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Occasional  Paper 31: Sustainable Energy & Community Participation in Biomass - Based Cogeneration in Kenya  

A Publication of AFREPREN/FWD and HBF – HA Initiative on

Renewables in Eastern and Horn of Africa

Sponsored by

HBF-HA and AFREPREN/FWD

By

Stephen Karekezi, John Kimani, Jared Atiang', Oscar Onguru and Justus Mbithi


Executive Summary 

The energy resources available in Kenya include biomass, petroleum (imported), hydropower, geothermal power and renewable sources of energy such as solar, wind and, to a small extent, small-hydropower and biomass - based cogeneration in the sugar industry.

The energy scene in Kenya is dominated by two key factors: an over reliance on dwindling biomass energy resources which meets the energy needs of most of the rural households and a heavy dependence on imported petroleum which drives the needs of the modern economy. Biomass is the main source of primary energy for majority of the population and accounts for up to 68% of the total energy consumed. Petroleum and its related products, though mainly used by the modern sectors of the economy, accounts for a further 22% of the total energy consumed. Use of electricity is usually associated with a rise or change in lifestyle and its consumption accounts for 9% of the total energy consumed.

The other energy sources, though used, are not widely disseminated and harnessed across the country. They mainly include renewables such as solar energy technologies, wind energy technologies, small scale renewable energy technologies and biomass cogeneration. Cumulatively, their usage at the national level only accounts for 1% of the total energy consumed.
The key objective of this study was to investigate what it would take to achieve a fully participatory and vibrant sustainable energy sector in Kenya with specific emphasis on cogeneration.
This report is divided into five chapters. Chapter 1 provides a background review of the energy sector in Kenya including energy supply and demand as well as the status of power sector reforms. This chapter also examines the Government’s agenda for action vis a vis the Rural Electrification Programme.

Chapter two reviews cogeneration development in Kenya including the current status and the key stakeholders involved in the cogeneration industry. This chapter also provides a justification for cogeneration in rural areas.

The third chapter assesses the involvement of local groups in the cogeneration industry in Kenya. It begins by providing a rationale for involving local groups in cogeneration development and then outlines suitable models for local groups’ participation in cogeneration. The chapter concludes by providing a description of barriers that may affect/hinder local groups’ involvement in cogeneration.

Chapter four reviews the existing policy and legal/regulatory framework for sustainable local participation in cogeneration and identifies the key policies that need to be strengthened in the National Energy Policy document.

The final chapter (chapter five) provides the study’s key conclusions and recommendations. One of the key conclusions is that there is a significant potential for cogeneration in the sugar industries demonstrated by the amount of bagasse available e.g. in 2006, a total of 1,878,153 metric tonnes of bagasse with a potential to generate 120 MW of electricity. In addition, there are several drivers that enhance the attractiveness of cogeneration: the increased price of cane is compelling sugar factories to maximise value extracted from sugarcane; the rising cost of generating oil based electricity; employment opportunities created by the cogeneration installation; additional incomes to the small scale farmers arising from the cogeneration installation; and, contribution to the rural development.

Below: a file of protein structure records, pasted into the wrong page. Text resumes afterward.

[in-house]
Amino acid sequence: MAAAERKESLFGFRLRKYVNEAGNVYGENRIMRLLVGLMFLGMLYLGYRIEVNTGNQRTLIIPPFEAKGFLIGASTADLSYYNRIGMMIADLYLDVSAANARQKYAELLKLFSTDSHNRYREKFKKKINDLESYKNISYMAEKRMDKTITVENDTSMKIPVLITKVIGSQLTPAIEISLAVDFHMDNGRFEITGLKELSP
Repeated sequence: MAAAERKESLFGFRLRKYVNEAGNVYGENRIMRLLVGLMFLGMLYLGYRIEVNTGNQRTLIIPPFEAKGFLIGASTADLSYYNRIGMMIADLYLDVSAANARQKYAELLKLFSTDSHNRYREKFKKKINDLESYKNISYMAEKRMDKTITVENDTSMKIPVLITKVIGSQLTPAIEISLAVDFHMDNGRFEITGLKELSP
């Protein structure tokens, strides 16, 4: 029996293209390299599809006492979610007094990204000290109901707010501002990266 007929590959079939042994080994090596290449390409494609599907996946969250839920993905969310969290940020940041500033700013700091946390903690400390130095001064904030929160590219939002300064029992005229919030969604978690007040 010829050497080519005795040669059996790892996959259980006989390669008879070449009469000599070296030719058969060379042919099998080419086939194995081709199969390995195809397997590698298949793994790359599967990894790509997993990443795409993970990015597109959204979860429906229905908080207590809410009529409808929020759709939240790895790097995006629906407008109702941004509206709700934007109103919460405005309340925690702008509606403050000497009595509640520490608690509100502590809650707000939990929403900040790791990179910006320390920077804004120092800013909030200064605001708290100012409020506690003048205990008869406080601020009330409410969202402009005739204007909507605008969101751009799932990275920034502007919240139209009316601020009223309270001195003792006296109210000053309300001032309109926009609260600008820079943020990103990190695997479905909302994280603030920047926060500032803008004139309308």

There are several opportunities for local participation in the cogeneration industry. Buying shares or co-investing in the privatised or yet to be privatised sugar factories by the Government; co-investing in the revival of the defunct sugar factories; and purchasing shares of profitable sugar companies through the stock exchange. A good model is the Mauritius revenue sharing mechanism that ensures that even the smallest sugar farmer benefits from cogeneration proceeds.

There is an already a market for the bagasse - based co-generated electricity owing to the low levels of electrification in the rural areas. Furthermore, the Government has zero rated tax and accrued revenue from the capital invested in cogeneration i.e. dividends earned are not taxed.

The Government has also drafted legislation that promote cogeneration. In addition, technical and financial support is available to assist the local groups and other investors interested in investing in the development and promotion of cogeneration.

In spite of the aforementioned opportunities, there are some barriers identified that constrain the involvement of local communities in the cogeneration industry, for example;

  • The legal and regulatory frame work needs to be strengthened to provide incentives to local investors who include local groups in the implementation of cogeneration.

  • Provision of a standard price offer as well as implementation of a standard (Power Purchase Agreement (PPA) for cogeneration. This will not only make it lucrative for local investors but also ensure a level playing field among interested investors.

  • Implementation of an appropriate revenue sharing mechanism, similar to the one implemented in Mauritius, should be adopted to strengthen the participation of local groups and communities in the cogeneration industry and ensure wider distribution of accrued benefits.
     

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